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800 Meadows Road, Boca Raton, FL 33486 | 561.955.7100

Barbara Matthews Inspires a Spirit of Independence and Giving

Barbara MatthewsWhen Barbara reminisces about her mother and father, Julia Knoxon and Eugene Hurley, she fondly remembers how her parents instilled a spirit of independence and a desire to do what she could to help others. Barbara’s father passed away when he was just 41 years old, so Barbara saw firsthand how important it is that women be able to take care of themselves.

Julia prompted Barbara to ensure her own independence by encouraging her to become a nurse or a teacher, which were the two professions most open to women at the time.

Barbara earned her nursing degree in 1935 and, together with her first husband, Charles Hedenkamp, built a business. They were disciplined, they had vision for the future, and they were determined to succeed. They were motivated to prosper so they could help others.

In the 1960s, Barbara and Charles moved to Boca Raton for part of
the year and became snowbirds. They believed in a future filled with advancements and innovations that might help people. This belief is part of what led Barbara to make her first gift to the hospital in 1966 the year it opened, and why she plans to make a very generous gift once again. “I believe you should give what you can where it is deserved, and make sure that what you invest in is making a difference,” she says. “You want to know that the organization you give to is a legitimate part of the community.”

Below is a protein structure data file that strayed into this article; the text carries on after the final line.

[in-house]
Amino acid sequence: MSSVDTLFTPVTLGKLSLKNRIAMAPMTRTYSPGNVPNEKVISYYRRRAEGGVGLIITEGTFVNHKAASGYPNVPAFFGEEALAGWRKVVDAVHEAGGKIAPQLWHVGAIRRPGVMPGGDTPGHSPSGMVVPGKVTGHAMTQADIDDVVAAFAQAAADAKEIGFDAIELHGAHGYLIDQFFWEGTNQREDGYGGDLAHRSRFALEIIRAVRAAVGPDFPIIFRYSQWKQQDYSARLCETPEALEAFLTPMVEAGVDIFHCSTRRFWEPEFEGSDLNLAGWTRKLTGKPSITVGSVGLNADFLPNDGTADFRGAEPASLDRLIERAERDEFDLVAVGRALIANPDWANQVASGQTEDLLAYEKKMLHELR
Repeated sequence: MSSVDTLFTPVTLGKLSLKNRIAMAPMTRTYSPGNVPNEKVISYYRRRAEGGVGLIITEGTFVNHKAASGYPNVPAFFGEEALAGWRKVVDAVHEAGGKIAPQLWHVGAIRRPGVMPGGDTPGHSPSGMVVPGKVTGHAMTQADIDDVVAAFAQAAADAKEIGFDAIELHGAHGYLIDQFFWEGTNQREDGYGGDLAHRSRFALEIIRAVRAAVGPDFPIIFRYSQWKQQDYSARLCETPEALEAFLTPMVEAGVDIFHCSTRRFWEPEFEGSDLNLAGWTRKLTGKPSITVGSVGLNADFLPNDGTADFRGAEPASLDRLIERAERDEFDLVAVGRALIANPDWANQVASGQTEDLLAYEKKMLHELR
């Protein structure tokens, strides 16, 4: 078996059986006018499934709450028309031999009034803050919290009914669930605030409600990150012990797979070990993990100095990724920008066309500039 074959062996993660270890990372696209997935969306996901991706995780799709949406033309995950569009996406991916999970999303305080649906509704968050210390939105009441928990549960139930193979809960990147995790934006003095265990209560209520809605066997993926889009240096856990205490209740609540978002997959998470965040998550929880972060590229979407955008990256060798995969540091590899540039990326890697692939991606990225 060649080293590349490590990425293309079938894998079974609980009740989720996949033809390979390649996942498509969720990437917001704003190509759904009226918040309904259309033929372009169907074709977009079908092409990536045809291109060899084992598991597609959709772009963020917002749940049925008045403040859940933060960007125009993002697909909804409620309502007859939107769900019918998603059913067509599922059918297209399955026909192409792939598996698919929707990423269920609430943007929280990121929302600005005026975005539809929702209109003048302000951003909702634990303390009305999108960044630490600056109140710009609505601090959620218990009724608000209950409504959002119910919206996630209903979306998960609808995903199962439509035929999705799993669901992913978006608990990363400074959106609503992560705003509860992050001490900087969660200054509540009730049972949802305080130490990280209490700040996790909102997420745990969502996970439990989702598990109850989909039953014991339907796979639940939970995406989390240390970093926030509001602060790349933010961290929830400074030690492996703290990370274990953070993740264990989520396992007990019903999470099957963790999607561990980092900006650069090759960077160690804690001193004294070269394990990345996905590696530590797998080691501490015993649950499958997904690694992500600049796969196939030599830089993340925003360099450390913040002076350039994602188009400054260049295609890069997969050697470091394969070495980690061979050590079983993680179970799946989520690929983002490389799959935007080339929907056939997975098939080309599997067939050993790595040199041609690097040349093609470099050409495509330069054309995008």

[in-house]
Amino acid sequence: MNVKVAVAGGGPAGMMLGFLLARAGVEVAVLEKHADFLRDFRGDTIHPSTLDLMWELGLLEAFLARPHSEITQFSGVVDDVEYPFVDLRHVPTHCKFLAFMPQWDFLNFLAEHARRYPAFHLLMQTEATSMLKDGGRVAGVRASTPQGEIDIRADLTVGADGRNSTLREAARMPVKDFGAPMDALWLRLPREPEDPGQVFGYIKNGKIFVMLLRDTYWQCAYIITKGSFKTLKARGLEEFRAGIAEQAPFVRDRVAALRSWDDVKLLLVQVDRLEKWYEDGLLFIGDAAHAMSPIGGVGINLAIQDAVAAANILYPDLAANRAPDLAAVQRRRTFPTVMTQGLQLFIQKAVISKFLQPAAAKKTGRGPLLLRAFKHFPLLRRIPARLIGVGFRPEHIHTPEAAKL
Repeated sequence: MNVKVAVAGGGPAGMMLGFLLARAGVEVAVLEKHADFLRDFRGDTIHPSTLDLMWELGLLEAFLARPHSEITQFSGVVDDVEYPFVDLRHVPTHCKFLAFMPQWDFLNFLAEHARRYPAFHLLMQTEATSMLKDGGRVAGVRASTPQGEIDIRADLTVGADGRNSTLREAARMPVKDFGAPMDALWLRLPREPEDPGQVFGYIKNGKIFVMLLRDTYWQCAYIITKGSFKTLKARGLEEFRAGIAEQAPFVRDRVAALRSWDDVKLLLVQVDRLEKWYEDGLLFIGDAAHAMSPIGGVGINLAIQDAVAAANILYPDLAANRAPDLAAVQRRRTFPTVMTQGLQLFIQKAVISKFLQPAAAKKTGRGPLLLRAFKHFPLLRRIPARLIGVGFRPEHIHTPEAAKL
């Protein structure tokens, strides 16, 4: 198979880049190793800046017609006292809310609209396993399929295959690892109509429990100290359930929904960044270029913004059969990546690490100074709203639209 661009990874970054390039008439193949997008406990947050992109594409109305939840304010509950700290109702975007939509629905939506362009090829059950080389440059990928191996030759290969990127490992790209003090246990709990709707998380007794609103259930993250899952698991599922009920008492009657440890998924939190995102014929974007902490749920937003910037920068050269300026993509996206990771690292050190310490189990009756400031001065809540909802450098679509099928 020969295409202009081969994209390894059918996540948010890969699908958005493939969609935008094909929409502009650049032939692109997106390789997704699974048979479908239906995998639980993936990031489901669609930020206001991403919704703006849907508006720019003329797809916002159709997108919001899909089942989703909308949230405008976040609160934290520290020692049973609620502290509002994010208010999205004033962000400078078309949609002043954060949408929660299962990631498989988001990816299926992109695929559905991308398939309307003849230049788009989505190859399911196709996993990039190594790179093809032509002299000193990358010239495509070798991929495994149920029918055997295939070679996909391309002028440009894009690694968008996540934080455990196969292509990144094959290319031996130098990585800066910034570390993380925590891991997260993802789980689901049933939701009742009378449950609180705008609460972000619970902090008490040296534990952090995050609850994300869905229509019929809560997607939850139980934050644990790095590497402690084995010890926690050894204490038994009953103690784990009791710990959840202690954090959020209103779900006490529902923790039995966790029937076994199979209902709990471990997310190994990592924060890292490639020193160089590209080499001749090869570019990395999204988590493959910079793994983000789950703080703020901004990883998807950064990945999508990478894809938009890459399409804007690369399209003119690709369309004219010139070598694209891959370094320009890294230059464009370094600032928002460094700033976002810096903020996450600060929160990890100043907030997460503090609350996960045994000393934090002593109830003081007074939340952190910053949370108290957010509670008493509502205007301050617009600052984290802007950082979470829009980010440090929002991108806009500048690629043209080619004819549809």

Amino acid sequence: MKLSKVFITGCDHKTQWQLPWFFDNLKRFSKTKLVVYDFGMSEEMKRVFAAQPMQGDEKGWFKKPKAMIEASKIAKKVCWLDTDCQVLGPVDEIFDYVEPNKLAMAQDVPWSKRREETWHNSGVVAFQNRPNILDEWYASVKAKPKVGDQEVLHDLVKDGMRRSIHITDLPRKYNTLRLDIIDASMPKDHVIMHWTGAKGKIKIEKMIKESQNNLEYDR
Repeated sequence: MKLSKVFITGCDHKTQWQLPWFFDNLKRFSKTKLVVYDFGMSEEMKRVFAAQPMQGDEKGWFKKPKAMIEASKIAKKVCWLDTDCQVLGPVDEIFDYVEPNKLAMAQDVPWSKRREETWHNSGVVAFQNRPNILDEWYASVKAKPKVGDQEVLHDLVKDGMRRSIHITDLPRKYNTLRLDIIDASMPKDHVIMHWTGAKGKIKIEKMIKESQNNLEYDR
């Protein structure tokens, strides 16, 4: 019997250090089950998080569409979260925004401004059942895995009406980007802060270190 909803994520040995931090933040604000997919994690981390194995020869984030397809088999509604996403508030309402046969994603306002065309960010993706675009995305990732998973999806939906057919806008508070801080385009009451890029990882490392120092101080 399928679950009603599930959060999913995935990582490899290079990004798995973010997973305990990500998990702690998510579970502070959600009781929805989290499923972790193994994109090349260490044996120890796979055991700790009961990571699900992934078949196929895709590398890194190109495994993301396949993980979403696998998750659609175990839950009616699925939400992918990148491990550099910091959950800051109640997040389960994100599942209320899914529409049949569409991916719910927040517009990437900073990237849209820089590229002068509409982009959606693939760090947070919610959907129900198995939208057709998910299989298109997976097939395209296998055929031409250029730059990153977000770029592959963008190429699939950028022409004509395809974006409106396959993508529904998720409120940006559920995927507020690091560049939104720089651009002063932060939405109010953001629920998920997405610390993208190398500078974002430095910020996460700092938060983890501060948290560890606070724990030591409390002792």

Barbara feels that Boca Raton Regional Hospital is an organization worthy of her investment and support. Barbara and her subsequent husbands, Glenn Ingram and William Matthews, continued to give to the hospital over the years. Barbara made a significant gift through a charitable gift annuity in the 1980s, and she plans to make another gracious gift to support the hospital and the patients we serve by providing a gift from her estate.

Barbara Matthews is an honored member of the Daughters of the American Revolution, a membership offered only if you are the descendant of a revolutionary (a relationship that might explain some of Barbara’s traits as well as her inherent dedication to independence and forging a better, more secure future for those around her).